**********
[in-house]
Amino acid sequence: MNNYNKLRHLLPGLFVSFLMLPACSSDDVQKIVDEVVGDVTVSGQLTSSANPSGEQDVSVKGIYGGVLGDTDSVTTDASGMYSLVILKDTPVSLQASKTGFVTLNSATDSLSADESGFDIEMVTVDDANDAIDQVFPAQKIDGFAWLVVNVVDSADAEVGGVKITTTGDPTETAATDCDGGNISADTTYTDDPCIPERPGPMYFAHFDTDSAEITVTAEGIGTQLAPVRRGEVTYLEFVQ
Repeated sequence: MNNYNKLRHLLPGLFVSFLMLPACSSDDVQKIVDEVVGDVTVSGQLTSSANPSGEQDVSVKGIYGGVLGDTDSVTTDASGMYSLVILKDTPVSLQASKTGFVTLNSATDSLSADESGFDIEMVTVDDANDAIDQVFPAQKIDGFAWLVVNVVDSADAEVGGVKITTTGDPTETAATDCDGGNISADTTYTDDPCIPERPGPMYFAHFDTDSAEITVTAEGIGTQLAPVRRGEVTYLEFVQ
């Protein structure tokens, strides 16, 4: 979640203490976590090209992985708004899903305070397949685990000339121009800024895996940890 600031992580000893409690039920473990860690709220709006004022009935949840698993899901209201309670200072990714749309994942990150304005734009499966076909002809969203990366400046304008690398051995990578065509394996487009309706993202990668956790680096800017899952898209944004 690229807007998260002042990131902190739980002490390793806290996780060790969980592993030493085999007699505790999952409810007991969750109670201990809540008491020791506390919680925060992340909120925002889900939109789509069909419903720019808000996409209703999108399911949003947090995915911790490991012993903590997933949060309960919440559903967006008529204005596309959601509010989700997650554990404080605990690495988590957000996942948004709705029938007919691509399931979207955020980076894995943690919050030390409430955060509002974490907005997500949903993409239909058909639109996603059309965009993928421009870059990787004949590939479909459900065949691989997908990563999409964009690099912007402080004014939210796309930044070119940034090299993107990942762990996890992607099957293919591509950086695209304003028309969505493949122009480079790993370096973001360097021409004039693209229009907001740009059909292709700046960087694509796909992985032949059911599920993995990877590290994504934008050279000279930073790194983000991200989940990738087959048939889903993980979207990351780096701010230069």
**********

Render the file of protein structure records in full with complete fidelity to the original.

[in-house]
Amino acid sequence: MNNYNKLRHLLPGLFVSFLMLPACSSDDVQKIVDEVVGDVTVSGQLTSSANPSGEQDVSVKGIYGGVLGDTDSVTTDASGMYSLVILKDTPVSLQASKTGFVTLNSATDSLSADESGFDIEMVTVDDANDAIDQVFPAQKIDGFAWLVVNVVDSADAEVGGVKITTTGDPTETAATDCDGGNISADTTYTDDPCIPERPGPMYFAHFDTDSAEITVTAEGIGTQLAPVRRGEVTYLEFVQ
Repeated sequence: MNNYNKLRHLLPGLFVSFLMLPACSSDDVQKIVDEVVGDVTVSGQLTSSANPSGEQDVSVKGIYGGVLGDTDSVTTDASGMYSLVILKDTPVSLQASKTGFVTLNSATDSLSADESGFDIEMVTVDDANDAIDQVFPAQKIDGFAWLVVNVVDSADAEVGGVKITTTGDPTETAATDCDGGNISADTTYTDDPCIPERPGPMYFAHFDTDSAEITVTAEGIGTQLAPVRRGEVTYLEFVQ
């Protein structure tokens, strides 16, 4: 979640203490976590090209992985708004899903305070397949685990000339121009800024895996940890 600031992580000893409690039920473990860690709220709006004022009935949840698993899901209201309670200072990714749309994942990150304005734009499966076909002809969203990366400046304008690398051995990578065509394996487009309706993202990668956790680096800017899952898209944004 690229807007998260002042990131902190739980002490390793806290996780060790969980592993030493085999007699505790999952409810007991969750109670201990809540008491020791506390919680925060992340909120925002889900939109789509069909419903720019808000996409209703999108399911949003947090995915911790490991012993903590997933949060309960919440559903967006008529204005596309959601509010989700997650554990404080605990690495988590957000996942948004709705029938007919691509399931979207955020980076894995943690919050030390409430955060509002974490907005997500949903993409239909058909639109996603059309965009993928421009870059990787004949590939479909459900065949691989997908990563999409964009690099912007402080004014939210796309930044070119940034090299993107990942762990996890992607099957293919591509950086695209304003028309969505493949122009480079790993370096973001360097021409004039693209229009907001740009059909292709700046960087694509796909992985032949059911599920993995990877590290994504934008050279000279930073790194983000991200989940990738087959048939889903993980979207990351780096701010230069």